Bengalis and Keralites have plenty in common, a fact that’s become common knowledge now due to the numerous Internet memes floating around.
(For my international readers, Bengalis are the natives of West Bengal, a state in the Eastern part of India while Keralites are the natives of Kerala, a state in the Southern part of India).
An outsider might not find much similarity but if you delve deep, there are quite a few that these states have in common in terms of politics, literature, art, fashion and food.
Now let’s talk about food, since that’s our topic of interest. The most obvious similarity between the cuisines would be the ‘rice and fish curry’ obsession. There cannot be a more comforting meal than this, a combination that is relished across the length and breadth of both the states.
Seafood is much revered in both states as they enjoy an envious coastline. But the irony is that there ends the similarity too because apart from the seafood craze, there’s hardly much in common when it comes to preferred seafood varieties or style of preparation.
When I started learning more about the cuisines from other parts of India, the one that I was most hesitant to try out in my kitchen was Bengali cuisine, simply because of the use of mustard oil. Initially, I tried adapting the dishes using vegetable or coconut oil but soon realised that I am not doing any justice to the cuisine of Bengal. That’s when I slowly learnt to use mustard oil in the right quantities and also pick out dishes that are more familiar to my tastebuds. And the journey, ofcourse, began with seafood.
Today, there are plenty of Bengali dishes I cook on a regular basis in my kitchen like this simple cabbage dish or this delicious fish curry. But the learning never stops and so here is another delicacy from the Bengali kitchen – a simple fish curry using Silver Whiting.
Fish and potatoes is a very unique combination but one that is extremely popular in Bengali cuisine. Though initially skeptical, I was amazed at how beautifully both the ingredients come together in this curry. The combination of mustard seeds with kalonji (onion seeds) and other spices and aromatics lend an earthy flavour to the curry that has to be enjoyed with steamed rice.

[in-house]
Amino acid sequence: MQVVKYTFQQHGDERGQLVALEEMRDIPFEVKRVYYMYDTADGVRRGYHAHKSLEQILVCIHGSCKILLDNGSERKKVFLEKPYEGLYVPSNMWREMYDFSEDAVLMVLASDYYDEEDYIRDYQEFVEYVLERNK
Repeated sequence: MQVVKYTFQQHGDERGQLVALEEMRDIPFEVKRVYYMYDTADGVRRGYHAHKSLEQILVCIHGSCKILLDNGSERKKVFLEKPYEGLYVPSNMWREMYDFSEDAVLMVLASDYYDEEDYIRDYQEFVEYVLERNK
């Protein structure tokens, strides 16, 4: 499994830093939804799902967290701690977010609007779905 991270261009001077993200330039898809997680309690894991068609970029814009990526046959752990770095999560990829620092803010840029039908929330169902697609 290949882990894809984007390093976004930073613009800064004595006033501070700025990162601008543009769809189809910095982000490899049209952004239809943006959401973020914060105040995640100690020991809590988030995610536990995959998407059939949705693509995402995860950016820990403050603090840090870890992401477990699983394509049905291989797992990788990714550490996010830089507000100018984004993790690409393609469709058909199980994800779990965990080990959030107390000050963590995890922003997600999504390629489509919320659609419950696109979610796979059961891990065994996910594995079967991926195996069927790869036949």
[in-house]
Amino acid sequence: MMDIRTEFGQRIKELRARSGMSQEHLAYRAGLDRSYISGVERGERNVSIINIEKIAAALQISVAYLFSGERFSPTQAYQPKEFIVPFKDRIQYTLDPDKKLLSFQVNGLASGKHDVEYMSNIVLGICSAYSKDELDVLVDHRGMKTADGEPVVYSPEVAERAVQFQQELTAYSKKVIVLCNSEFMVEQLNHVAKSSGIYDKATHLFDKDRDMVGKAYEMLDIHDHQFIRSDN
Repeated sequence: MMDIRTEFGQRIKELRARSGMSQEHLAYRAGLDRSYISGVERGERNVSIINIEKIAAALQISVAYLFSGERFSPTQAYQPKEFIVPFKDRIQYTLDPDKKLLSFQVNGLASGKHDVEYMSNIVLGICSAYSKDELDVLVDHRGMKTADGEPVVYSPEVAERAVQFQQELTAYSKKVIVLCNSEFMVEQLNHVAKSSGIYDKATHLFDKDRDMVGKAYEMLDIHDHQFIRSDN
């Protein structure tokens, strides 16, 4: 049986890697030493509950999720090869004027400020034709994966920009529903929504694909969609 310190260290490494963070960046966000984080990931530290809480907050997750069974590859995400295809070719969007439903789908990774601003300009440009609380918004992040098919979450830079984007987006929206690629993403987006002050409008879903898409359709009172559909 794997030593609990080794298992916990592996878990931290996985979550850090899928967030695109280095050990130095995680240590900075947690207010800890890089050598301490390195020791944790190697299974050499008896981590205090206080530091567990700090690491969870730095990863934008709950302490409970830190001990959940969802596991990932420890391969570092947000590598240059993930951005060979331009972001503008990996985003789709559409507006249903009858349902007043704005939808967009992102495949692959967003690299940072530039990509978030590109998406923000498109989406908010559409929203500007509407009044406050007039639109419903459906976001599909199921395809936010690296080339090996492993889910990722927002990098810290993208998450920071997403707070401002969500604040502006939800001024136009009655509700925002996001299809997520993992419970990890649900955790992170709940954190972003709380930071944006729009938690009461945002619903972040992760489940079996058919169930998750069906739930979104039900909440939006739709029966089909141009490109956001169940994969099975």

(Do you cook Bengali dishes at home? What’s your favourite?)
Bengali Fish Curry with Whiting/Lady Fish
- 500 gms ladyfish; cleaned head removed
- 1 medium potato; cut into long wedges/strips
- 1 large onion; grind to a paste with no water
- 3-4 garlic cloves; grated
- 1 inch ginger; grated
- 1 medium ripe tomato; finely chopped
- 1 tsp cumin powder
- 1 ½ tsp turmeric powder
- 1 tsp Kashmiri chilli powder
- ¼ tsp onion seeds/kalonji
- 4-5 green chillies; slit lengthwise
- ½ tsp sugar
- Salt to season
- ¼ tsp garam masala
- Mustard oil – to fry the fish + make the curry
- Clean the fish well. Add 1 tsp turmeric powder and salt, rub well into the fish and keep aside for 10 minutes.
- Heat mustard oil in a pan and shallow fry the fish till half done. Remove and keep aside.
- In the same oil, fry the potatoes till almost done; remove and keep aside.
- You can use the same pan for preparing the curry (there should be around 3-4 tbsp oil to prepare the gravy so add more oil if necessary).
- Add the onion seeds followed by the onion paste, grated ginger and garlic. Sauté for 4-5 minutes on low heat constantly stirring.
- Then add the tomatoes and green chillies; sauté till the tomatoes are broken down and mushy.
- Next add the remaining turmeric powder, cumin powder, chilli powder and sugar; mix well and continue to sauté on low heat till the oil starts appearing at the sides of the masala.
- Add 1-2 cups water depending on how much gravy you prefer, season with salt and bring to boil.
- Add the fried fish and potatoes to the gravy; cook covered on medium heat for 5 minutes or till the fish has cooked well.
- Next add the garam masala, mix well taking care not to break the fish and remove from heat.
- Serve warm with steamed rice